Subject: I have found a CD that I think you would enjoy
|Djivan Gasparyan, Michael Brook|
Genres: Dance & Electronic, World Music, Jazz, New Age, Pop
Djivan Gasparyan and Michael Brook have both made their mark in the musical world as artists that have deep devotion and skill, as well as innovative streaks that can get them in trouble sometimes. They seem to have found ... more »
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Djivan Gasparyan and Michael Brook have both made their mark in the musical world as artists that have deep devotion and skill, as well as innovative streaks that can get them in trouble sometimes. They seem to have found an outlet for all of these abilities on Black Rock. Their collaboration is an inspired idea, and through much of this recording the Canadian guitarist and the Armenian duduk (oboe) master and singer find some gorgeous common ground--counterpoints of darkness and light, and conflicts befitting the source and subject matter of their work together. The temptations to studio additions seems to have beguiled them and producer Richard Evans into some rather well-traveled aural clich&eacut;s, however, and a number of the tracks here are lightweight fusions designed for identifiable mood rather than substance. Each musician is a talented individual who has clearly found inspiration in the other, but the translation to disc is uneven, with high moments of beautiful pathos undercut but by just one more easy-to-approach rhythm track. --Louis Gibson
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Rebecca Whiting | Beautiful Bell Gardens, CA | 11/19/2003
(4 out of 5 stars)
"To describe this music is to resort to cliches: ethereal, haunting, mystical, poignant, melancholy, moody. It is commonly acknowledged that the music of the duduk (an Armenian instrument rather like an abbreviated oboe made of -- how curious -- peach root) has a plaintive and slightly nasal sound. Thus the cliches.Armenian prodigy Djivan Gasparyan is the indubitable master of the duduk. Canadian guitarist Michael Brook is an old hand at collaboration efforts, mingling his "infinite guitar" and ambient effects with traditional music. Bear in mind that Michael Brook productions are so-called "world fusion music". Such albums often offend purist fans of the folk music which they see being warped by electronica. If you can accept the genre, check out this album, which is one of the best representations.Cliches apart, it is hard to describe the music. It is like the sense of striving and desperation when you remember your homeland in a far away place. It is like the clenching feeling in your chest when someone beloved passes by and you breathe in their afterscent. Or simply breathing an odor you remember, but cannot identify.In short, it is good mood music. The editorial review was incorrect in saying this production sacrifices complexity to capturing a mood. While not supremely challenging, there are a few layers that teasingly reveal themselves on repeated listening. It is worthwhile music.Ultimately, the melody of the duduk has the final word. You just have to listen. I cannot tell you -- I'm out of cliches."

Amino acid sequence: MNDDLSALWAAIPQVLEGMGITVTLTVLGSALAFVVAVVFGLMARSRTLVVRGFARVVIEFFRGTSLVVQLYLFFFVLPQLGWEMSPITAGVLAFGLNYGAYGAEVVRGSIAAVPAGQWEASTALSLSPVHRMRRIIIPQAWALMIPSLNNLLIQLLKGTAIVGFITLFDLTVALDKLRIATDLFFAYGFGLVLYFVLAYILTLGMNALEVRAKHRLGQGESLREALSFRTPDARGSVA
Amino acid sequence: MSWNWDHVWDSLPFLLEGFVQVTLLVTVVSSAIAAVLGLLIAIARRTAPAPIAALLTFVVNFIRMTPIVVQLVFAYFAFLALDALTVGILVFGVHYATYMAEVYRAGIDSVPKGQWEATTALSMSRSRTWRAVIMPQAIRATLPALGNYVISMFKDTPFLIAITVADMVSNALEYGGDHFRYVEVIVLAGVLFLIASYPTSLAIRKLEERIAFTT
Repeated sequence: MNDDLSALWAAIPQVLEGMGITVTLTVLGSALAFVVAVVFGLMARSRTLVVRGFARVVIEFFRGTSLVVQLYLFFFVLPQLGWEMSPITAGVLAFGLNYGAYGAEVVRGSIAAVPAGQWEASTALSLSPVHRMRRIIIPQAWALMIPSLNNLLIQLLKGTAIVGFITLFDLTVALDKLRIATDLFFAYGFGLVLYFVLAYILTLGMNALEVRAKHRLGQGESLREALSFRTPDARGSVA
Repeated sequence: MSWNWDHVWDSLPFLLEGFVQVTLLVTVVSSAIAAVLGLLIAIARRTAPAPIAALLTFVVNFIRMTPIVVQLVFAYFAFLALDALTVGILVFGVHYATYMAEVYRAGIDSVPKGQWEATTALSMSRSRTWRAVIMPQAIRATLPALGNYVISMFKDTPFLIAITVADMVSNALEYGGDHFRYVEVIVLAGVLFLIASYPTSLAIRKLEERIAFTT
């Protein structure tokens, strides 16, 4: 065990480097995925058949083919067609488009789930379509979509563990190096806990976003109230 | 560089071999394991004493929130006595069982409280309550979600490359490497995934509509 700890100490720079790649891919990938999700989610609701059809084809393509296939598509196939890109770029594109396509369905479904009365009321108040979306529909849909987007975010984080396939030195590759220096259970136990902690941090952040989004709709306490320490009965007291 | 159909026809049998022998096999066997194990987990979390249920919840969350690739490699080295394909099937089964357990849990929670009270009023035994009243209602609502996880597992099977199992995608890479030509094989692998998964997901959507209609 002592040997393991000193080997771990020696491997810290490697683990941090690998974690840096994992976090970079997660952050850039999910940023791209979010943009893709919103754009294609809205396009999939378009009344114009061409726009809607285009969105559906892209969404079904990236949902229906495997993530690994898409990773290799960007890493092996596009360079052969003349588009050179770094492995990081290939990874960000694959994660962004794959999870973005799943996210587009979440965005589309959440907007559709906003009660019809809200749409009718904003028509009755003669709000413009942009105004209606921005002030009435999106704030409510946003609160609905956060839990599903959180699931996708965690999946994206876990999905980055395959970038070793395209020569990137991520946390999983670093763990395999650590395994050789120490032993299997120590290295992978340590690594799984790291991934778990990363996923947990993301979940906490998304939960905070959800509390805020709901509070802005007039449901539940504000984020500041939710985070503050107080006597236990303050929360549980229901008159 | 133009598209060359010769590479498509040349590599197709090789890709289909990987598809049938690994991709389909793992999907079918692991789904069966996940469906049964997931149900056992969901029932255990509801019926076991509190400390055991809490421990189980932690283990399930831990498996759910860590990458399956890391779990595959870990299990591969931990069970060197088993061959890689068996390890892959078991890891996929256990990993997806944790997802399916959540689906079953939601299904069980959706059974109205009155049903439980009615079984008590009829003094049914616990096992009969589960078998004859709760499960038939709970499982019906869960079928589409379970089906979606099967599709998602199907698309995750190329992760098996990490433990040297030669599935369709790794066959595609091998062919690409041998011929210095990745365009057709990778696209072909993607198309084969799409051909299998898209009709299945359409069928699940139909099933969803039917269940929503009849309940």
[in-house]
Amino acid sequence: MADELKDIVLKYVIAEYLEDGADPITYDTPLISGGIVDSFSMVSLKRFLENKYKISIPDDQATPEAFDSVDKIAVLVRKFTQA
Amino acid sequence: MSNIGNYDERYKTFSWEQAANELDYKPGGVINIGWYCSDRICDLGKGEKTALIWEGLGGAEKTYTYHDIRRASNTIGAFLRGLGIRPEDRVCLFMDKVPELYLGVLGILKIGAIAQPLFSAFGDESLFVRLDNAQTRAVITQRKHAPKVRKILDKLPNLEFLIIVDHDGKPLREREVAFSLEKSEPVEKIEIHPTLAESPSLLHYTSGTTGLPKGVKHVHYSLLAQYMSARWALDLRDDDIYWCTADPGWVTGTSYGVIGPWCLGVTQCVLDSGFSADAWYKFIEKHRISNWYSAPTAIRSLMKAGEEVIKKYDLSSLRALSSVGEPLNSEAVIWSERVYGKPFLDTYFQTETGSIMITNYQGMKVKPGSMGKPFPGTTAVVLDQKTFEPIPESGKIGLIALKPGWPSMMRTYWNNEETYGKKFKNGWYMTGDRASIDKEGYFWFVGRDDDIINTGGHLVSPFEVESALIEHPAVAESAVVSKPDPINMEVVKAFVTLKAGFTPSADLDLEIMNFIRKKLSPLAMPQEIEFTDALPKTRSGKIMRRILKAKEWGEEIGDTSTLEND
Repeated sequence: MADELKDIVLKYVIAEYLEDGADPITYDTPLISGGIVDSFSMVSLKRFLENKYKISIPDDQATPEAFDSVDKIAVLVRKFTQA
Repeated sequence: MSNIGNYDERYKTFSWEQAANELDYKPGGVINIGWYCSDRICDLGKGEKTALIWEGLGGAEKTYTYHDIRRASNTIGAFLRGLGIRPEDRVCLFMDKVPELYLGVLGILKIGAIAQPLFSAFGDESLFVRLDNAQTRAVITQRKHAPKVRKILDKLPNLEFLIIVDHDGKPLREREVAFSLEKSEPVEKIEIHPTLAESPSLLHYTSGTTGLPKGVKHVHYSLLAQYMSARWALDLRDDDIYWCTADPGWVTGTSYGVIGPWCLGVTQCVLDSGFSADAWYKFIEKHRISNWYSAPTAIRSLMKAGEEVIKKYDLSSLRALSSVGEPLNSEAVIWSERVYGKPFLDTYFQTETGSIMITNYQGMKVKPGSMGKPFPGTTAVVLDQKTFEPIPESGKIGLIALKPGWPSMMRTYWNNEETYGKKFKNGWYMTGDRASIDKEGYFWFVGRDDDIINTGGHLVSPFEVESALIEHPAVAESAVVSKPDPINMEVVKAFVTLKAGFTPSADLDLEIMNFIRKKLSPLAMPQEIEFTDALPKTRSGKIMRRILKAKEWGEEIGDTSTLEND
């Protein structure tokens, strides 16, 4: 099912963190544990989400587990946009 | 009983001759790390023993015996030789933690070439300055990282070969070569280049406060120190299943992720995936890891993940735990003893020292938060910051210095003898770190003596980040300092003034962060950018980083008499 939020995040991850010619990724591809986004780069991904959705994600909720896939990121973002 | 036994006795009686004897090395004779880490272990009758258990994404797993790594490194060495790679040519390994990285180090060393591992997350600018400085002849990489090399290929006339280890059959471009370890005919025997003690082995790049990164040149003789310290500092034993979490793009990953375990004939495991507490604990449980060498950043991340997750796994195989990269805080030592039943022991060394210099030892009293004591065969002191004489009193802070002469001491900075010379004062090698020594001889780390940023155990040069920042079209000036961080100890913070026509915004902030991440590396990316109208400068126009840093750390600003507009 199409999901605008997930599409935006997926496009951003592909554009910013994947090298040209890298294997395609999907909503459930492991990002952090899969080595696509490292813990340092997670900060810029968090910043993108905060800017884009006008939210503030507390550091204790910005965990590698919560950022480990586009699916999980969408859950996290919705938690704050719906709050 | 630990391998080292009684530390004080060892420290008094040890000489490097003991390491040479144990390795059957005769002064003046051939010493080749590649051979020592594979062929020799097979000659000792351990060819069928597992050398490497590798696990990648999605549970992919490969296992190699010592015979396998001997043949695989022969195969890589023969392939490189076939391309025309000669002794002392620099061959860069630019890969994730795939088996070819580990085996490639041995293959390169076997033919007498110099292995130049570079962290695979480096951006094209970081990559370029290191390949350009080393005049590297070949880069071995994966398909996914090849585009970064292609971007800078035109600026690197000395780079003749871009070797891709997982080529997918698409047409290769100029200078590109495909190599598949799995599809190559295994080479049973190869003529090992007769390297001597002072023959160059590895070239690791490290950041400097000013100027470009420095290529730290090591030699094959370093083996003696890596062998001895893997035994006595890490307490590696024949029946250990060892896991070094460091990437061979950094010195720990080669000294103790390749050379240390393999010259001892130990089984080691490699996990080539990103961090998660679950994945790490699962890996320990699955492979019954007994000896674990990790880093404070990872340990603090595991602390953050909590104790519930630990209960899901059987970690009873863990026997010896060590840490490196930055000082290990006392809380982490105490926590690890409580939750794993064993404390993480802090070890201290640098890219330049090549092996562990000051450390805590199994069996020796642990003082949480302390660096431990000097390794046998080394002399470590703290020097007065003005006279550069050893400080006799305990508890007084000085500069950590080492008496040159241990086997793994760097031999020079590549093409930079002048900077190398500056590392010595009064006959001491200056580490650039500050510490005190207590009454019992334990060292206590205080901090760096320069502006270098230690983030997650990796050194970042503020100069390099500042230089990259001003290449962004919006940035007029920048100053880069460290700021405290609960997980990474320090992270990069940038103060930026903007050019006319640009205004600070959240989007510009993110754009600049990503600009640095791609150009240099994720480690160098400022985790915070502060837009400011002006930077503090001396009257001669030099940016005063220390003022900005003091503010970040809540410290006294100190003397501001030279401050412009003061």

Music that Penetrates the Soul
Erika Borsos | Gulf Coast of FL, USA | 05/12/2003
(5 out of 5 stars)
"The musical connection of the steel guitar and the Armenian duduk provides rare glimpses into unexplored crevices and caverns of the soul. I was surprised at how the lonely sounds of the duduk could wrap and wind around my heart, creating feelings of exhilaration/exaltation, penetrating every cell and fiber of my being. The sounds of the duduk leave an indelible imprint on the heart and mind which remains with you long after the music stops playing. The voice of Djivan Gasparyan adds a rare ethereal dimension to one's awareness and being as it breaks the solitary musical interlude. When I listen to this CD, I am transported to another place in time and space. Djivan's voice resembles the haunting voices of Yiddish and klezmer singers, passionate emotions, love, anguish, memories ... the music evokes this & much, much more. This music is a fusion of the past and present, it is an unexpected tapestry woven from the bass guitar, keyboards, some programming, and of course, the essential ingredient, the master instrument, the duduk. "Black Rock" is named for volcanic landscapes, produced from firey lava, arising from deep within the earth ... so too does this music arise from the internal heat of the the musicians themselves. The sounds soothe us as the instruments, old and new blend together create enchanting, inspiring, timeless melodies.
Erika Borsos (erikab93)"
Yalcin Savas | FOCA, IZMIR Turkey | 09/21/2005
(3 out of 5 stars)
"If you are dealing with duduk and/or similar instruments, you should buy this. On the other hand, I can say, I think it might be better when I think about the quality of Gasparyan and Brook."